On November 13, we gathered to celebrate Pastor Brandon’s ministry with Central Union Church. Many came to share their aloha with Pastor Brandon, his wife Janelle, and their children (“the Es”) as they conclude their time among us.
Church members offered gifts of art, song, hula, poetry, that were part of the program. Attendees had the opportunity to write messages to Pastor Brandon that were placed in a special box made from the wood of a kiawe tree that once stood on the church campus.
A poem was composed and recited For Pastor Brandon by Marion Lyman-Mersereau. She introduced the poem by explaining an incident where Pastor Mary drank from an empty cup during communion, and also shared The Story of a Simple Cup of Tea about a Japanese Zen master.
Photos were compiled for a slideshow showcasing just a few highlights of Pastor Brandon’s ministry over the past seven years.
Among the sharing were remarks by church member Martha Balkin who served on the search committee that found Pastor Brandon and served as Chair of the Church Council when Pastor Brandon became Acting Senior Minister:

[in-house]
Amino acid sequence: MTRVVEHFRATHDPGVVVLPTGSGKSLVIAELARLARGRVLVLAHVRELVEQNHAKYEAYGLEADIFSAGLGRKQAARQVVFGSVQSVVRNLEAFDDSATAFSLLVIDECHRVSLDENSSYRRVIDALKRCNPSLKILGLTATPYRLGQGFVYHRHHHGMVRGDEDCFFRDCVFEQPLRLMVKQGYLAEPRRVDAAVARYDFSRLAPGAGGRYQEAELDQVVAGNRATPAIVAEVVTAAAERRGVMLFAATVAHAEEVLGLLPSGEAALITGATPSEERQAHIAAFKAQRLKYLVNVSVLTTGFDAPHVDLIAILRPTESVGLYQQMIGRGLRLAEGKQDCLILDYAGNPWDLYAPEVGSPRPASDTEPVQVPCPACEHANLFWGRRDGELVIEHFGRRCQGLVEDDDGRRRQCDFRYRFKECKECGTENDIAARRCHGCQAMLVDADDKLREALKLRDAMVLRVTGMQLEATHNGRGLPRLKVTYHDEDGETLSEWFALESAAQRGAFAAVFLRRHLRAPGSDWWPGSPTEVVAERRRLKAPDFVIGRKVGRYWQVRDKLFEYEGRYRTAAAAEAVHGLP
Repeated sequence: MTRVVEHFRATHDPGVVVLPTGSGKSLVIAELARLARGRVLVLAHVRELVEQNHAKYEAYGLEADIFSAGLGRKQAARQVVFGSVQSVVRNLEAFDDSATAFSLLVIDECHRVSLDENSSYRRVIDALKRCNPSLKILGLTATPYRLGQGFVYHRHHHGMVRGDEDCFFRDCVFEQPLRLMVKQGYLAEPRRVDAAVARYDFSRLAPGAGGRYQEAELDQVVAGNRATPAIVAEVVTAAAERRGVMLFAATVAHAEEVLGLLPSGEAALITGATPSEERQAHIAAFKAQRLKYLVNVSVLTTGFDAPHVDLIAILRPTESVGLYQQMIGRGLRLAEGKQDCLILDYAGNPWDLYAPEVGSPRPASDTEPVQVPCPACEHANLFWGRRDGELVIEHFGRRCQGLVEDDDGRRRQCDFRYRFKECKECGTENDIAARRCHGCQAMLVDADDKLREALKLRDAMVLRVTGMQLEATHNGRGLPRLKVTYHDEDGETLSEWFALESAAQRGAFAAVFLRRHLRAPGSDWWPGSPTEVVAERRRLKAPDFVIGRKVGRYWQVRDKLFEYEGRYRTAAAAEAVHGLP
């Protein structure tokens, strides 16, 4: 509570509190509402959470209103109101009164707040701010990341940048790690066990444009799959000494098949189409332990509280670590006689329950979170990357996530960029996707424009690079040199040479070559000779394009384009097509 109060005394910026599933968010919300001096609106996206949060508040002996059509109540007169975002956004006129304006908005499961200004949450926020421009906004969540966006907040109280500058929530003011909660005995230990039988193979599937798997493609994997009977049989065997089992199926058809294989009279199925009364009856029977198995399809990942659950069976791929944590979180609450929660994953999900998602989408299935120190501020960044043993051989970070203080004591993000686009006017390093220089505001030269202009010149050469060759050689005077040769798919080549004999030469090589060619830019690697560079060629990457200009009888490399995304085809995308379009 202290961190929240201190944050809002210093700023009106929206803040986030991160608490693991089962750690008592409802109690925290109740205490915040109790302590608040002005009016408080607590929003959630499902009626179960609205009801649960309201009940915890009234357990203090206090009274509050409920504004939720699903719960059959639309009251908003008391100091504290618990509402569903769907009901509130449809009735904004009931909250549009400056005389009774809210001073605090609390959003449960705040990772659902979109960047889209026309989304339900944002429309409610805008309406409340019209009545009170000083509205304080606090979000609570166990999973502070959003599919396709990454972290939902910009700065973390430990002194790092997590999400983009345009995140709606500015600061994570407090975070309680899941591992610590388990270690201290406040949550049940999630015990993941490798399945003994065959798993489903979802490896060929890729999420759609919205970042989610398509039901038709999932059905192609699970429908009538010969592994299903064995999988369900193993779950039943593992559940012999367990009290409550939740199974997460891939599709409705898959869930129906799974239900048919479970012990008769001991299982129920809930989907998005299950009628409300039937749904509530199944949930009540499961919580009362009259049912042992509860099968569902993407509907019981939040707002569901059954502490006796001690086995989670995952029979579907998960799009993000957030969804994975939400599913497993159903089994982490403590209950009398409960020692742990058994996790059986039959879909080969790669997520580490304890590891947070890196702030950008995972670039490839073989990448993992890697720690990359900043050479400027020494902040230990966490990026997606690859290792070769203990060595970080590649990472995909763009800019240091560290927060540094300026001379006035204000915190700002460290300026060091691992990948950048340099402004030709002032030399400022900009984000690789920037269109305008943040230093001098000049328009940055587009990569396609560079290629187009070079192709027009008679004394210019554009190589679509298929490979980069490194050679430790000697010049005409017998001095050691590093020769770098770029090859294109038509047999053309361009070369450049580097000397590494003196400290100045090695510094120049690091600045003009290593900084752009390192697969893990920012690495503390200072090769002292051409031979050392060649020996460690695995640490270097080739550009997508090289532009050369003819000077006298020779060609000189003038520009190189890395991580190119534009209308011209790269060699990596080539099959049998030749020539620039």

In early 2015, Central Union Church set out to find a minister for Spiritual Formation. A search committee was formed which, along with Pastor David, consisted of Dick Hubbard, Carl Schlack, Izumi Kinney, and me. This was before we were zoom-savvy. But we did have a way of conducting video interviews. We set up along a rectangular table, with a camera on one short end and the person doing the designated interview question on the other. We had interviewed a number of people who were all fine, but no one knocked our socks off. They didn’t have the “Wow factor”. That is until we came to Pastor Brandon. I remember sitting across from Dick and Carl as a question was posed to Pastor Brandon. We looked across the table at one another and mouthed, “Wow!” Later, in receiving word from Pastor David that Pastor Brandon had accepted our offer and would be joining the Central Union ‘Ohana as Minister of Spiritual Formation, Dick simply replied in all caps, “PRAYERS ANSWERED!”
We could not have foreseen at the time, that God was not answering only our prayers limited to that time and space, but was bringing us someone that would lead us during the very difficult days that would be before us. During the interview, Pastor Brandon likened the spiritual development of a congregation to a banyan tree. As limbs branch out from the tree, they send down prop roots. These roots grow and deepen, bringing further nourishment from the source, which in turn allows the tree to branch out indefinitely.